In this lesson, students are introduced to the vocabulary of film as they go through the process of creating a short original film. This unit provides instruction on key aspects of digital video filmmaking: plotting, script, storyboarding, camera work (shots, angles), and editing (transitions, title, credits, visual effects, sound effects, etc.). Once students are familiar with the techniques and terms introduced in this lesson, they are able to use their new skills to bring other content areas to life through filmmaking.
This resource accompanies our Rethink 6th Grade ELA course. It includes ideas for use, ways to support exceptional children, ways to extend learning, digital resources and tools, tips for supporting English Language Learners and students with visual and hearing impairments. There are also ideas for offline learning.
In this part of the unit on ratios and proportions, students will use ratio language to write ratios in a real-world context. They will be architects who are designing an amusement park, an aquarium research center, or a baseball stadium. Students will write equivalent ratios and use them to make their building a physically safe space that meets all building requirements. During this project, students will also be converting between units (e.g., inches and feet) as they find equivalent ratios. After students have made all of their calculations, they will analyze another set of design specifications and create a presentation explaining whether these new specifications would result in an architecturally safe building. Students will use their math calculations from the design challenge to justify their answers.
In this part of the unit, students are exploring how global temperatures have changed over the past hundred years. Students will examine tables and graphs about global temperatures and carbon dioxide levels, human consumption of food, and human consumption of natural resources. They will find patterns in the graphs. Based on this data, students will construct an argument about how human activities (increase in population and consumption of natural resources) cause global temperatures to increase.
This resource contains activities to help students draw conclusions/make inferences. Such activities include: guess the emotion, you are what you bring, using pictures, and links to additional resources.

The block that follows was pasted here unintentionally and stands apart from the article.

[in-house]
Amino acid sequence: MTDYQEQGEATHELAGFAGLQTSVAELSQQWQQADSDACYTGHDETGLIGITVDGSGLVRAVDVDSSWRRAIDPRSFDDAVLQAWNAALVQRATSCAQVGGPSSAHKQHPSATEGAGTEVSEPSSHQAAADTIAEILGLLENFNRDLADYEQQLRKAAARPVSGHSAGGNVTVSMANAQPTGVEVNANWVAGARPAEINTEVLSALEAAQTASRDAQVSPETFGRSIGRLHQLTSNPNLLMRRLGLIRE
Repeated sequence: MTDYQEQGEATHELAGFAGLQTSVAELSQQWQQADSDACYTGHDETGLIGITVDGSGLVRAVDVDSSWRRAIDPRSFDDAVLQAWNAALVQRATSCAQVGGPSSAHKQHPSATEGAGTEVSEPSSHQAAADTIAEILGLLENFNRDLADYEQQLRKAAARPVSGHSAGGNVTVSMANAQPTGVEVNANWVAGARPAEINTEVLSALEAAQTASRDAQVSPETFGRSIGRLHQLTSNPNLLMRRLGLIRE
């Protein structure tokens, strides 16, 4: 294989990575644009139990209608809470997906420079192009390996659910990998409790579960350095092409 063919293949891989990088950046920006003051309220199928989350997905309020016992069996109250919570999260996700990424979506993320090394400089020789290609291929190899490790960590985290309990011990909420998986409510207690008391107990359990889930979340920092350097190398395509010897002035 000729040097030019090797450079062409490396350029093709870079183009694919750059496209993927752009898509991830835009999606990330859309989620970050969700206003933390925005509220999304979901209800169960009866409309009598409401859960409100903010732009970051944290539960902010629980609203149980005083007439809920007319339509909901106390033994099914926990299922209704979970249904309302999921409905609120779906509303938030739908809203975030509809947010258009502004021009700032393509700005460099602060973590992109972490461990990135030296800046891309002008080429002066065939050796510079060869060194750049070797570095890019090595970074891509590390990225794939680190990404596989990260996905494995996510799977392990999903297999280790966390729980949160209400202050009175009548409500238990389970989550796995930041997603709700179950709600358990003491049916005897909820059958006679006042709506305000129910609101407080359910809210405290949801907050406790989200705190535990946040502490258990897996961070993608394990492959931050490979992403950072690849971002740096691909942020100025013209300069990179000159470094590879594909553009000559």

There is no one poem that represents the experience of African Americans in the United States, yet the history of racism in this country is seared deeply into the lives of many African Americans. “The Weakness” by Toi Derricotte recounts an experience with racism through the eyes of a young, light-skinned African American girl going shopping with her grandmother in a department store in 1945. The poems in The African American Experience offer a number of perspectives from African American poets that add a rich complexity to students’ perceptions of African American lives.
In this lesson, students recognize the cultural contributions of ancient Greek and Roman mythology and drama. They will read and analyze a myth and then create a puppet skit to demonstrate the myth.
Students will research and discuss a sensitive or controversial issue and attempt to make a decision based on group findings.
Argumentative Writing Unit for 6th grade English Language Arts.
Students will learn the components of an argumentative essay and learn to write an essay. The unit will begin with an overview of bullying in order to present the argument of, "Should bullies be treated as criminals?". This essay will be researched and written as a class practice and will not be scored. The students will write a second essay in connection with an ecology unit in science titled, "Do humans help or hurt the Great Lakes?" This essay will be used as a summative assessment. The final scored assessment will an argumentative essay of choice on the part of the student.
This lesson prepares students to be independent and responsible for their own just-right book selections during independent reading time. Using the BOOKMATCH poster, the teacher introduces various criteria that influence book selection, such as length, language, topic, and genre. Students select books for independent reading using several of these criteria. In subsequent lessons, they discuss and evaluate their book choices and are introduced to additional selection criteria. Ongoing support and practice lead to increased awareness of their personal preferences as readers.
A teachers guide for Betsey Brown by Ntozake Shange, including chapter-specific questions for increased comprehension, questions for class discussion, and suggestions for further study.
In this lesson, students create an oral presentation that uses a visual aid to sell their books to their classmates with the goal of trying to get their classmates interested in reading the book.
Ruri, a young Japanese girl, and her family are taken to an internment camp during WWII because the US government was afraid Japanese Americans would ally with Japan. In this CCSS lesson, students will explore this story through text dependent questions, academic vocabulary, and writing assignments.
Students are introduced to character, plot development, point of view, and tone through the use of comic strips. Students will identify these four attributes in comic strips and present their findings to the class.